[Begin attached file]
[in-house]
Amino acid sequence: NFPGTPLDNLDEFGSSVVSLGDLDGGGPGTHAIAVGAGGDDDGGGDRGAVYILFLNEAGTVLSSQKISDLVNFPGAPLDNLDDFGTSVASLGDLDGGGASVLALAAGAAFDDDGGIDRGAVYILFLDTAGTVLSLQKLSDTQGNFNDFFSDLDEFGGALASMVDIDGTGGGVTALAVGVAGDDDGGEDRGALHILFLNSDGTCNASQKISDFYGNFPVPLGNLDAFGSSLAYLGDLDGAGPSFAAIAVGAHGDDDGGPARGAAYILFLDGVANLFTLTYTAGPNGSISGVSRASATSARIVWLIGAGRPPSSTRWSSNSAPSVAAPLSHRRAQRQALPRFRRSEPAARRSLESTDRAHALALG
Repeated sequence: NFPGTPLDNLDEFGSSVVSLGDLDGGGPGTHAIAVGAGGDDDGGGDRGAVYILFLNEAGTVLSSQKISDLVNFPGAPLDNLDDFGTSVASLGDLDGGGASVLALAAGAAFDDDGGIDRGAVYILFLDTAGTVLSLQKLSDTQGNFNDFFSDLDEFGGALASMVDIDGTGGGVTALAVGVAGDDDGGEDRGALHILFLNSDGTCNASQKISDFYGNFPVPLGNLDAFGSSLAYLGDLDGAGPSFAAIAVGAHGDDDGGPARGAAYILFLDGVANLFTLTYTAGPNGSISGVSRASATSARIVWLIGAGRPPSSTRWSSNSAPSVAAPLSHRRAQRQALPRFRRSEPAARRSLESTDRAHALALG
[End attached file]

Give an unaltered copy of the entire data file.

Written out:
[in-house]
Amino acid sequence: NFPGTPLDNLDEFGSSVVSLGDLDGGGPGTHAIAVGAGGDDDGGGDRGAVYILFLNEAGTVLSSQKISDLVNFPGAPLDNLDDFGTSVASLGDLDGGGASVLALAAGAAFDDDGGIDRGAVYILFLDTAGTVLSLQKLSDTQGNFNDFFSDLDEFGGALASMVDIDGTGGGVTALAVGVAGDDDGGEDRGALHILFLNSDGTCNASQKISDFYGNFPVPLGNLDAFGSSLAYLGDLDGAGPSFAAIAVGAHGDDDGGPARGAAYILFLDGVANLFTLTYTAGPNGSISGVSRASATSARIVWLIGAGRPPSSTRWSSNSAPSVAAPLSHRRAQRQALPRFRRSEPAARRSLESTDRAHALALG
Repeated sequence: NFPGTPLDNLDEFGSSVVSLGDLDGGGPGTHAIAVGAGGDDDGGGDRGAVYILFLNEAGTVLSSQKISDLVNFPGAPLDNLDDFGTSVASLGDLDGGGASVLALAAGAAFDDDGGIDRGAVYILFLDTAGTVLSLQKLSDTQGNFNDFFSDLDEFGGALASMVDIDGTGGGVTALAVGVAGDDDGGEDRGALHILFLNSDGTCNASQKISDFYGNFPVPLGNLDAFGSSLAYLGDLDGAGPSFAAIAVGAHGDDDGGPARGAAYILFLDGVANLFTLTYTAGPNGSISGVSRASATSARIVWLIGAGRPPSSTRWSSNSAPSVAAPLSHRRAQRQALPRFRRSEPAARRSLESTDRAHALALG